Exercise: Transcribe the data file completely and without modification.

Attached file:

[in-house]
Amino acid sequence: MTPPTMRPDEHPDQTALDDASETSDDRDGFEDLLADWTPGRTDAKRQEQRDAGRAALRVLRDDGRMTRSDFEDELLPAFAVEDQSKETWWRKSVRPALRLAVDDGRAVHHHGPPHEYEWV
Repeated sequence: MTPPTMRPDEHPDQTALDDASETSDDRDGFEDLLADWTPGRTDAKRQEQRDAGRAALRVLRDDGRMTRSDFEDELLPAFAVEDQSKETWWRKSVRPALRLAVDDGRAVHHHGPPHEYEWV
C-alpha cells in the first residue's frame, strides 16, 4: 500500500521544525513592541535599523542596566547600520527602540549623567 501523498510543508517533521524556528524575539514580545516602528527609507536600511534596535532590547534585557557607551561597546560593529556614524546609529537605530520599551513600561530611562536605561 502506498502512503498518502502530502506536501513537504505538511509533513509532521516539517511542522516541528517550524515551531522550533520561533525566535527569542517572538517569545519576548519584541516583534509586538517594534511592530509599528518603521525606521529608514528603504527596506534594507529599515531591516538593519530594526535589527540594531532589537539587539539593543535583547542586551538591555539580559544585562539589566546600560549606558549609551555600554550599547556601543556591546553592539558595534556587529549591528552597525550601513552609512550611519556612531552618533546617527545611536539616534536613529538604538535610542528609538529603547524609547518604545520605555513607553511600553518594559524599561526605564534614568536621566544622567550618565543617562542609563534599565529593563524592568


[in-house]
Amino acid sequence: MTPPTMRPDEHPDQTALDDASETSDDRDGFEDLLADWTPGRTDAKRQEQRDAGRAALRVLRDDGRMTRSDFEDELLPAFAVEDQSKETWWRKSVRPALRLAVDDGRAVHHHGPPHEYEWV
Repeated sequence: MTPPTMRPDEHPDQTALDDASETSDDRDGFEDLLADWTPGRTDAKRQEQRDAGRAALRVLRDDGRMTRSDFEDELLPAFAVEDQSKETWWRKSVRPALRLAVDDGRAVHHHGPPHEYEWV
C-alpha cells in the first residue's frame, strides 16, 4: 500500500521544525513592541535599523542596566547600520527602540549623567 501523498510543508517533521524556528524575539514580545516602528527609507536600511534596535532590547534585557557607551561597546560593529556614524546609529537605530520599551513600561530611562536605561 502506498502512503498518502502530502506536501513537504505538511509533513509532521516539517511542522516541528517550524515551531522550533520561533525566535527569542517572538517569545519576548519584541516583534509586538517594534511592530509599528518603521525606521529608514528603504527596506534594507529599515531591516538593519530594526535589527540594531532589537539587539539593543535583547542586551538591555539580559544585562539589566546600560549606558549609551555600554550599547556601543556591546553592539558595534556587529549591528552597525550601513552609512550611519556612531552618533546617527545611536539616534536613529538604538535610542528609538529603547524609547518604545520605555513607553511600553518594559524599561526605564534614568536621566544622567550618565543617562542609563534599565529593563524592568